ZT INTERVIEW: MARCHE FUNÈBRE (FEATURED COVERMOUNT ARTIST)

Frédéric Chopin famously wrote a song called Marche Funèbre, most widely known today as the melancholic strain that epitomizes death and sadness.  The Funeral March. So when Zero Tolerance met a band called Marche Funèbre, hailing from Belgium, we expected nothing less than that same air of sorrowful melody and melancholy.

 

It turns out, these guys are alright. All of them lovers of extreme music, steadily making a dent in the European doom and death metal scene. Musically, Marche Funèbre aspire towards that beloved 90s era sound of doom and death metal, all the while keeping you firmly grounded in the present. The band’s latest album, Roots Of Grief, was released via Shiver Records back in September 2013. With new festival announcements in the making, we thought it appropriate to give you a taste of what to expect from Marche Funèbre.

 

To coincide with ISSUE 056, Dec/an 2014, you will find ‘Roots Of Grief’, the group’s title track on the covermount CD sampler which we really think you should check out. Meanwhile, Zero Tolerance plodded along gloomily to present some searching questions to the band’s drummer, Dennis Lefebvre.

 

 

ZT: Time for a bit of band background.  How did Marche Funèbre come together?

Lefebvre: The intention was to play death/doom with a 90s’ feel. Our guitar players formed the band together with our former bass player in late December 2007. Our singer joined the band some months later.

 

For one reason or another, our singer asked me if I was interested in becoming the band’s new drummer. We go way back so he knew I was into the death/doom bands of the 90s. I was in another band at that time but he presented it as a side project that would rehearse every two weeks (who knew that it would become my main band and later my only band). I thought about it and asked them to send me a song, they did and I was convinced. I rehearsed with them and found out this band had a lot of potential and consisted of really nice guys who I could relate to.

 

Things clicked on a musical level as well. (We actually still play that song ‘Benighted’ live on a regular basis and I still love it).  After the recording of our first full-length album, To Drown, we had to say goodbye to our first bass player and immediately recruited another one since we had some nice gigs coming up. He also left after 2 great years to concentrate on other things in life, and thus, Boris joined the band at the beginning of 2013 to add some more low tunes on our songs.

 

What was your initial purpose for creating the band?

Well the purpose for starting this band was to play the music we all liked. The thing driving us today is still the same, writing music that feels right to us, that gives our lives (as musicians) extra value.  The fact that people can relate to our music and the fact that we get some positive feedback is a great driving force as well, but it has never been the initial goal, it’s not in our heads while composing new material. We just write what feels right to us.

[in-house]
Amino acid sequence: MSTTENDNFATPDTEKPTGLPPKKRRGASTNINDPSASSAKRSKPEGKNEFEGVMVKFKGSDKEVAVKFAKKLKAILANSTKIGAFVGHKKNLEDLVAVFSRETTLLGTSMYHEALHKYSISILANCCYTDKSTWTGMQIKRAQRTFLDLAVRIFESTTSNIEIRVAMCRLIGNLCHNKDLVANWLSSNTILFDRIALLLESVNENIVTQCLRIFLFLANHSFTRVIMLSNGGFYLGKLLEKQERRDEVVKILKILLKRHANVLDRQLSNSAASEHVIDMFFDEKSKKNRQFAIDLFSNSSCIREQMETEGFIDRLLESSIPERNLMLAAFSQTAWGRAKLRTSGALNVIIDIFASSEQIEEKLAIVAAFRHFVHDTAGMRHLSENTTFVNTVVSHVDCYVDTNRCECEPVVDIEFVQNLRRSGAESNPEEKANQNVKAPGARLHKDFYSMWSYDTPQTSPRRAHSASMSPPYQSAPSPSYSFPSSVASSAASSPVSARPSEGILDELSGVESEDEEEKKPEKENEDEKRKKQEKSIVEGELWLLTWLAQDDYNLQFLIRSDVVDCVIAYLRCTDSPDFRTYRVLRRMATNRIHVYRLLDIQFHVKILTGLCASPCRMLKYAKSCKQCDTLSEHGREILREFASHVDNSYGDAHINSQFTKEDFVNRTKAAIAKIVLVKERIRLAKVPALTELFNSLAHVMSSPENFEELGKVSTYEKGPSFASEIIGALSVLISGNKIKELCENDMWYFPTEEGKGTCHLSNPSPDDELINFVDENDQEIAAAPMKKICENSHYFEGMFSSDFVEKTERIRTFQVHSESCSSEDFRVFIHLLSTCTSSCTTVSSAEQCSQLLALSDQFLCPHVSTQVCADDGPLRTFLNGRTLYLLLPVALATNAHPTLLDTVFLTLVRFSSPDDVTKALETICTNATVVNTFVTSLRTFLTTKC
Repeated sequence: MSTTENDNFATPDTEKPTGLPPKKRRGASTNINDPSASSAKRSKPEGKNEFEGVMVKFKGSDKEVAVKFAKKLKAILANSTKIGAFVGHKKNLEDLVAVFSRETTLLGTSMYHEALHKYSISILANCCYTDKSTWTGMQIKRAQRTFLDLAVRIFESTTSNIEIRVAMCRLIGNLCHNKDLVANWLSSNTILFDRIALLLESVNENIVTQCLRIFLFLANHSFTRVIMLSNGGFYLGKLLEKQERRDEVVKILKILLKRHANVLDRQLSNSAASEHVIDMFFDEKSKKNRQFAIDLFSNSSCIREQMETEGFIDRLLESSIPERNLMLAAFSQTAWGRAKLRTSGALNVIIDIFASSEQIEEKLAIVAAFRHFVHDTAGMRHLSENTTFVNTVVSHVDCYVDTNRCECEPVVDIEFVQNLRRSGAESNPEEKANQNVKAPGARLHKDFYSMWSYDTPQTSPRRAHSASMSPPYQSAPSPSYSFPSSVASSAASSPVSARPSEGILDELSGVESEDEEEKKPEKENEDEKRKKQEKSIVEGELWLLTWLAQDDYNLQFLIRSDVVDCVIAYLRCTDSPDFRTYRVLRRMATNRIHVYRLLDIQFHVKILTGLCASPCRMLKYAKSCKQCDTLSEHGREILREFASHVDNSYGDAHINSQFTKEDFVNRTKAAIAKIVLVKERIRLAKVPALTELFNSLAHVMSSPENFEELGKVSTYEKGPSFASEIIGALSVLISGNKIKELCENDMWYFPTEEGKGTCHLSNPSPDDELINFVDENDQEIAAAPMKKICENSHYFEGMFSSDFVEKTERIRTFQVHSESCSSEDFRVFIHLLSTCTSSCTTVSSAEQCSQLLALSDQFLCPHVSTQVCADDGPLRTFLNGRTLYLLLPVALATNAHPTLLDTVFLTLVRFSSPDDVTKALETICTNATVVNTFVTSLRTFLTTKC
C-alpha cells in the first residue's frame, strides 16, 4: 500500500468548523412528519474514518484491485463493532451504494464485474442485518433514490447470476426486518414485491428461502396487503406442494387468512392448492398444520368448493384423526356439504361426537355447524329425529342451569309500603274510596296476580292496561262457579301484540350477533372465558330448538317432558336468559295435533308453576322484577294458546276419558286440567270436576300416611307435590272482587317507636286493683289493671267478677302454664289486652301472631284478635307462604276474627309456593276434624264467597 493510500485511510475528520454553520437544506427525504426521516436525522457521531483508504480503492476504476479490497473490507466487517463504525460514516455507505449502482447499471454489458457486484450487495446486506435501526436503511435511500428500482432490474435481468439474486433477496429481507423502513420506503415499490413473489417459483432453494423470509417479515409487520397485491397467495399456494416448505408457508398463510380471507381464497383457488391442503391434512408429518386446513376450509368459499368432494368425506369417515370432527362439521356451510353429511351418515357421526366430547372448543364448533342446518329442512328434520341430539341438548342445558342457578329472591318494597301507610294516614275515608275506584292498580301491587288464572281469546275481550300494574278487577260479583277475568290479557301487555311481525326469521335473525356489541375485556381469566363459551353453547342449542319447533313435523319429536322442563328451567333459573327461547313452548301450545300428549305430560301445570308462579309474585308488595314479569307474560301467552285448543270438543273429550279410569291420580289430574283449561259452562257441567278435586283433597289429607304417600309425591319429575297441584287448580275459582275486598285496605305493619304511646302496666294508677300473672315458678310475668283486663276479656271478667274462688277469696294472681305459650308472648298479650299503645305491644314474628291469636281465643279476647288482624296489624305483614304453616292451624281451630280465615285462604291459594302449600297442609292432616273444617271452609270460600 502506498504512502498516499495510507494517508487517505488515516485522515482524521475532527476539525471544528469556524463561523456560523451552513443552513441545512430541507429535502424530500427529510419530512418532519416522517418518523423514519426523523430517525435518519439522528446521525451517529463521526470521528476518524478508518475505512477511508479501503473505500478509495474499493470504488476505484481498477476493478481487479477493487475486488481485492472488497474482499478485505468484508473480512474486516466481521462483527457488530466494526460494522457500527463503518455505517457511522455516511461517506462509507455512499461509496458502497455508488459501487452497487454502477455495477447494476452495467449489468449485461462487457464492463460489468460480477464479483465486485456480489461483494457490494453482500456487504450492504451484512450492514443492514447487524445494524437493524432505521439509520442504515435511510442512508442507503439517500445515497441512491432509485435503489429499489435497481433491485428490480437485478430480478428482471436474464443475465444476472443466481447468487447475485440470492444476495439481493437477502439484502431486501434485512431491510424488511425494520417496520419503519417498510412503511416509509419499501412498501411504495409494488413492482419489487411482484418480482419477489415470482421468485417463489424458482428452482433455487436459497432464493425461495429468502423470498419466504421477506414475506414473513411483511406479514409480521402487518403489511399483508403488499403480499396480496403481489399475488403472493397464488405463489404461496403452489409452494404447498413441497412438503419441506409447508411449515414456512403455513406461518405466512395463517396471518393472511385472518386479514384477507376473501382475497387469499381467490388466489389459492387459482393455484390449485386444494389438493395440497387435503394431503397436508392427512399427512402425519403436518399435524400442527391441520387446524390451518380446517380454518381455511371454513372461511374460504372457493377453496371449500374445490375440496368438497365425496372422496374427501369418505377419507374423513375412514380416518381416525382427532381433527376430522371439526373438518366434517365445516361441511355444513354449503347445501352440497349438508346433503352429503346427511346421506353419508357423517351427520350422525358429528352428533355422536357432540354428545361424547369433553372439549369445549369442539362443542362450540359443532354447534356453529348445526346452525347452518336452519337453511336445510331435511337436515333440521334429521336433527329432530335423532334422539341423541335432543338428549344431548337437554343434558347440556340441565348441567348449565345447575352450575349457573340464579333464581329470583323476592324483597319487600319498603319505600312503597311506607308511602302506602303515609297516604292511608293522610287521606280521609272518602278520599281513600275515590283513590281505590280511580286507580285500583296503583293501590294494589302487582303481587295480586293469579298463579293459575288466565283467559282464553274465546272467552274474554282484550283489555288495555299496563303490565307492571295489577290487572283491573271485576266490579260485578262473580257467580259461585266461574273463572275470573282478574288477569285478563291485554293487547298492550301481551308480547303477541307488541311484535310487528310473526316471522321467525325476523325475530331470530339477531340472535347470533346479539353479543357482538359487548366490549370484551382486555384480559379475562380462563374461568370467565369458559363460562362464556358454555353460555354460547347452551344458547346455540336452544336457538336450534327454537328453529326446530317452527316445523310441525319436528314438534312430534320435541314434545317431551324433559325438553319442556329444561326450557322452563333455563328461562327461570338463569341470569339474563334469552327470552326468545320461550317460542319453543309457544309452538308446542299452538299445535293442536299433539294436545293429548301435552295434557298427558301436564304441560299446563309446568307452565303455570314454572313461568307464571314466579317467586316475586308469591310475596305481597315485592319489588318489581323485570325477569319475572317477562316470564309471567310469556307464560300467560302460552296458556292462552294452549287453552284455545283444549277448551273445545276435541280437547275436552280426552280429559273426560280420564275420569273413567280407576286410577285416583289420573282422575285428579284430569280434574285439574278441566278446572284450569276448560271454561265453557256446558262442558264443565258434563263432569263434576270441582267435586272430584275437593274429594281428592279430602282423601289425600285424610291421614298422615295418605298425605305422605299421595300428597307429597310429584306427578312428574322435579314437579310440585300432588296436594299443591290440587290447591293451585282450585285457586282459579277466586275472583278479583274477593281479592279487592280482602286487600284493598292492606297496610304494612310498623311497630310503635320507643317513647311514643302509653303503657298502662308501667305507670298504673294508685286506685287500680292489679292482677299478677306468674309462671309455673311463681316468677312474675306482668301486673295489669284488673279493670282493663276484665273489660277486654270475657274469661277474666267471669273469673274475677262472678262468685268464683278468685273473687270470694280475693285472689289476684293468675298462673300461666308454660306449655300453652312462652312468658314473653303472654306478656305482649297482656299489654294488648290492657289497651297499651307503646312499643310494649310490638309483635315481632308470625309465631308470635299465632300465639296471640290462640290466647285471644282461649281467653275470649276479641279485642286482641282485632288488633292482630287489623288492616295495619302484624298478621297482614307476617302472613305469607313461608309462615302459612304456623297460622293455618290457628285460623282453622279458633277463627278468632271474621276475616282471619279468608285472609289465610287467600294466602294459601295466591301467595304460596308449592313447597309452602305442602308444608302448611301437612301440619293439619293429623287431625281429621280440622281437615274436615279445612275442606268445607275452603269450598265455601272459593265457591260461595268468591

I reached a lot of my personal goals in the 5 years of being in this band. Goals always shift and new goals are set when old ones are reached. Personal goals that were reached; being signed as a band, playing shows abroad, touring, having my music on vinyl, play kick ass shows…

 

I recently quit my other band because I couldn’t keep combining the two bands, so I really hope more goals can be achieved. My main goal as a musician, however, is to keep playing the music I want to play with my fellow band mates (who’ve became a lot more than that) and to bring this music to some cool stages!

 

Who comes up with the lyrics and what kind of listener reaction are you aiming for?
Our singer Arne, and guitar player Peter, are the ones responsible for the lyrics. They write mainly about personal grief, philosophical themes, or anything that fits our music, like the lyrics for ‘These Fevered Days’ (about the Japanese Suicide Forest).

 

On Roots of Grief we worked with a lyrical concept, entitled ‘La Marche Funèbre’ as well. And as the title might suggest, it’s not about the band. It does however tell a story that explains our view towards life and the way we see life as a ‘marche funèbre’ (funeral march), as every step we take brings us closer to our grave… No time to waste, enjoy every minute you can, it can be your last!

 

The story starts at the point where the protagonist decides to leave his old life behind him as he hurt too many people. He wants to live without all the sadness he thinks he invoked, but can’t get these memories out of this system. That’s where he decides to end his life, but life can be stronger than death and he is given a new chance… to try to be happy again… and die in the end.

 

It’s always nice when people outside the band comment on the lyrics as well, as they are of course a part of the ‘art’ we are making. If the lyrics invoke certain (familiar) feelings to the listener then that’s of course a plus, but not our primary goal so to speak. Some lyrics do tend to charm the listeners more than others, for example ‘The Dark Corner’ from our debut [Norizon] is easy to follow and most people can relate to the feelings in this song. After all, when talking about feelings, and music, we are talking about very subjective things, emotions that we can associate with, which are different for everyone.